As part of our initial preparations for West End, we were required to submit a business plan which showed a gradual increase in numbers. We staffed accordingly, assuming that there would be a slow growth over the next year. What did we know?? Suddenly the phone is ringing off the hook, prospectuses are flying off the shelf and parents are knocking at the door, having a quick look round and filling in application forms there and then. Every day seems to bring more children. Hurrah!
Well we saw some of this coming and recruited our next member of staff a few weeks back but she had to give notice and so will be with us in a couple of weeks. In the meantime we need someone to look after lots of children next week, and a cook!
And we can’t really borrow anyone from the other nurseries – they are heaving too. Where did all these children come from all of a sudden?
2 urgent job ads have been placed this morning. Anybody know a good cook in the West End area?
You would think I had learned my lesson by now – always check what they are going to print. As usual, the telephone interview caught me on the hop and I suppose it is quite flattering to be contacted by a reporter for my comments but I was guarded and stricly factual in my responses.
I first viewed the article on-line here – Nursery-chain-fills-Paint-Pot
I immediately spotted several factual innacuracies which I was ok to let pass, but then I read this –
“Owners David and Anna Wright were approached by the city council last year about running a nursery from the former Kings Primary School site.”
NO WE WEREN’T!! I did not say these words. We were approached by a church about running the nursery. It would be illegal for Southampton city council to approach us without going through proper process. The new nursery is not in Southampton anyway, it is just outside and thus comes under Hampshire County Council.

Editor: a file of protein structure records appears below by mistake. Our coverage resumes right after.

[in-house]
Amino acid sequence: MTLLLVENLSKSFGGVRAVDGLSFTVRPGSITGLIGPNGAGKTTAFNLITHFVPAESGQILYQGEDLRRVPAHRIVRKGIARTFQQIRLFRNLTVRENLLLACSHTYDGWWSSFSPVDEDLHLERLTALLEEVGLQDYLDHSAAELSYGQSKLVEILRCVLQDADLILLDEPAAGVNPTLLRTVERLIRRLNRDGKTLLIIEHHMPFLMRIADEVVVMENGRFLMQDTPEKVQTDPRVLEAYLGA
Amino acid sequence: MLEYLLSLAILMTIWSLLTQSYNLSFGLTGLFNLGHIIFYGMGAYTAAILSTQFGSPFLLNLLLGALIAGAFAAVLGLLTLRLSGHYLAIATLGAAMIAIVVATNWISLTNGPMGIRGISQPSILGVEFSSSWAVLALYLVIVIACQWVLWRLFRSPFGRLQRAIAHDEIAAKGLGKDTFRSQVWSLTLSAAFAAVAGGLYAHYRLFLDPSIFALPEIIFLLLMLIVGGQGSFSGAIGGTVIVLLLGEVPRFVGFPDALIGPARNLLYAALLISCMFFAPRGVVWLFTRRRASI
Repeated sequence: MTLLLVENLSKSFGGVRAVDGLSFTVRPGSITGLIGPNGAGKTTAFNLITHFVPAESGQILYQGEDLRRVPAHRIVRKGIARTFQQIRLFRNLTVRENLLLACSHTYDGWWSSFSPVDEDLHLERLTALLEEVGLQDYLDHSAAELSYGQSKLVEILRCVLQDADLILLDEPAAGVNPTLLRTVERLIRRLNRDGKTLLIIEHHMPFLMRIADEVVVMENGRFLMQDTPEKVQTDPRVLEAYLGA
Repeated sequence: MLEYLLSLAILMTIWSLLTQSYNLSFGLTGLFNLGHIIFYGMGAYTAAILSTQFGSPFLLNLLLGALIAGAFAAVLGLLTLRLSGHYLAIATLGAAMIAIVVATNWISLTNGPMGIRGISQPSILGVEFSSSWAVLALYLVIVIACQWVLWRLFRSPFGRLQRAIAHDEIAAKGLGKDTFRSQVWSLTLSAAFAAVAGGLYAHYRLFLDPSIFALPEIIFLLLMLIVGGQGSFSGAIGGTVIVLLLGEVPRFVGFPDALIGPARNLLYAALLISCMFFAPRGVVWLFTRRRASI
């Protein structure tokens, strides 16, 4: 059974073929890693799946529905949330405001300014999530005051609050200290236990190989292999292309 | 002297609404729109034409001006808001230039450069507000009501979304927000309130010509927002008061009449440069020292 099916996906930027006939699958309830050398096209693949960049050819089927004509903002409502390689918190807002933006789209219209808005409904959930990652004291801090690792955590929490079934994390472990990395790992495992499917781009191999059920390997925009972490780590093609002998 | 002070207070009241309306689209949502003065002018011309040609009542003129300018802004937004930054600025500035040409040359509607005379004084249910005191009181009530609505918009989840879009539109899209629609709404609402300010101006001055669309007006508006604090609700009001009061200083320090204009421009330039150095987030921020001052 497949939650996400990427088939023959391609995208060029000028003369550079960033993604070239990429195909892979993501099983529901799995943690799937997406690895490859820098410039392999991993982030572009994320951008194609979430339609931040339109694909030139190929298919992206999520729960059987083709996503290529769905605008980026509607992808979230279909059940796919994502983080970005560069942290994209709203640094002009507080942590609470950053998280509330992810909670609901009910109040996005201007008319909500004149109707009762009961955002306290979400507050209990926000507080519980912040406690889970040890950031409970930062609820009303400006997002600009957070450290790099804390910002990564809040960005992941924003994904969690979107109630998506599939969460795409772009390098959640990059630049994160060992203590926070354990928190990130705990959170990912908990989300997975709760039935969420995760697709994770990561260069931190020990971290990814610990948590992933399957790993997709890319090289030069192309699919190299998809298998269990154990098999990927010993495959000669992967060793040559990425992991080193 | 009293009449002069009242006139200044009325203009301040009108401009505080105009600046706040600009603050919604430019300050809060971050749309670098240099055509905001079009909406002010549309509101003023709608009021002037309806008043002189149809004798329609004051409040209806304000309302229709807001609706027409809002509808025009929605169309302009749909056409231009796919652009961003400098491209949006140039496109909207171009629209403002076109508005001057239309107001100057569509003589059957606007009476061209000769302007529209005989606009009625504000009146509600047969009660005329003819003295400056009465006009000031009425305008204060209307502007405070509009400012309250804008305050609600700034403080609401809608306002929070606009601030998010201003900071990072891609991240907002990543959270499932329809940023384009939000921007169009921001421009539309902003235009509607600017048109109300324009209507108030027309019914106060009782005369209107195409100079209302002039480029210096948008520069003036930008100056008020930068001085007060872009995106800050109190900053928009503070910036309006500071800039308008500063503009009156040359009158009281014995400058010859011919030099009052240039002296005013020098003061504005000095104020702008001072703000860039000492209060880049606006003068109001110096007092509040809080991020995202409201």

The reporter obviously typed her notes after the interview and confused some of the points. You can see where misquotes occur can’t you?
So hopefully no one will spot this error and we will just live with the positive publicity. I have sent an email to Southampton apologising, just in case anyone does question me.
Next time I will ask to read the article before it is printed!!
Do an online search on any early years / primary or indeed secondary educational publications site and the chances are you will find resources specifically written on how to handle/deal with or tackle boys and their behaviour – there is nothing equivalent for girls.
Boys then must be a very strange and difficult minority group. Why are they such a challenge? and why, by implication, are girls assumed to be “normal” in terms of their conformance?
Could it have anything to do with the fact that 98% of the workforce is female? Might it be a “one size fits all” education system where teaching is primarily didactic and teaching styles mostly auditory and visual?
There are titles dealing with superhero play, gun play, rough and tumble, wrestling – will these destroy life as we know it?! Would any nursery survive these “evil” male pursuits?!
Speaking as a former boy myself, we did all these and more – and survived, turning into reasonably well adjusted adults. We also climbed trees, cycled to the beach on our own for the day, spent most of the summer in the local woods and shot arrows at each other. Along the way we also learned to socialise, to read and write and how to relate to the World around us.
It seems quite sad to me that we now have to teach practitioners how to relate to boys and how to meet their needs. It is also a sad reflection on modern society that there are less and less opportunities for challenge, risk taking and developing independence skills.
I don’t have any answers but I do think that things might be different if the balance of men and women in the workforce was more equal and if our society was less paranoid and risk averse.